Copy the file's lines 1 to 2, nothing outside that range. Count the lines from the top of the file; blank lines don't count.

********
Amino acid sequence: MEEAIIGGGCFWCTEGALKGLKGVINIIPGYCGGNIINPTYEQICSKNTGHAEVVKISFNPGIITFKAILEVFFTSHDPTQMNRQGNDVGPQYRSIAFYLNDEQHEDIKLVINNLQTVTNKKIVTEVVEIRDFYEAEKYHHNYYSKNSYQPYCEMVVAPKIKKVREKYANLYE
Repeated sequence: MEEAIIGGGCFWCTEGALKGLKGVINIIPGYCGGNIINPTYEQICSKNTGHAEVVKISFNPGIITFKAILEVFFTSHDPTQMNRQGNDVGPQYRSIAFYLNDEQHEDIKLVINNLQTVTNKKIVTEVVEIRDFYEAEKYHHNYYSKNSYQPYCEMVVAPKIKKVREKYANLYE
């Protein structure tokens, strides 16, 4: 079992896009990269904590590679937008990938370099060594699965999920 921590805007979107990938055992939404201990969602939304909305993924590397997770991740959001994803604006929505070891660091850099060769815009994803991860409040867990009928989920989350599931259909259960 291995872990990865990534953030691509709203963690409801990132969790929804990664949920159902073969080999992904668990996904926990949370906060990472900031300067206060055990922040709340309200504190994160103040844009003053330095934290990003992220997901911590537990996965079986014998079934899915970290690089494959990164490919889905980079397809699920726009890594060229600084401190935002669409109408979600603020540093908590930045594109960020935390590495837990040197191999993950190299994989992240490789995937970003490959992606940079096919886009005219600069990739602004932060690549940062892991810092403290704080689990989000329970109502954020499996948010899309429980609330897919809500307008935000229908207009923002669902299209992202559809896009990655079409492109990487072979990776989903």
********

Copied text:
Amino acid sequence: MEEAIIGGGCFWCTEGALKGLKGVINIIPGYCGGNIINPTYEQICSKNTGHAEVVKISFNPGIITFKAILEVFFTSHDPTQMNRQGNDVGPQYRSIAFYLNDEQHEDIKLVINNLQTVTNKKIVTEVVEIRDFYEAEKYHHNYYSKNSYQPYCEMVVAPKIKKVREKYANLYE
Repeated sequence: MEEAIIGGGCFWCTEGALKGLKGVINIIPGYCGGNIINPTYEQICSKNTGHAEVVKISFNPGIITFKAILEVFFTSHDPTQMNRQGNDVGPQYRSIAFYLNDEQHEDIKLVINNLQTVTNKKIVTEVVEIRDFYEAEKYHHNYYSKNSYQPYCEMVVAPKIKKVREKYANLYE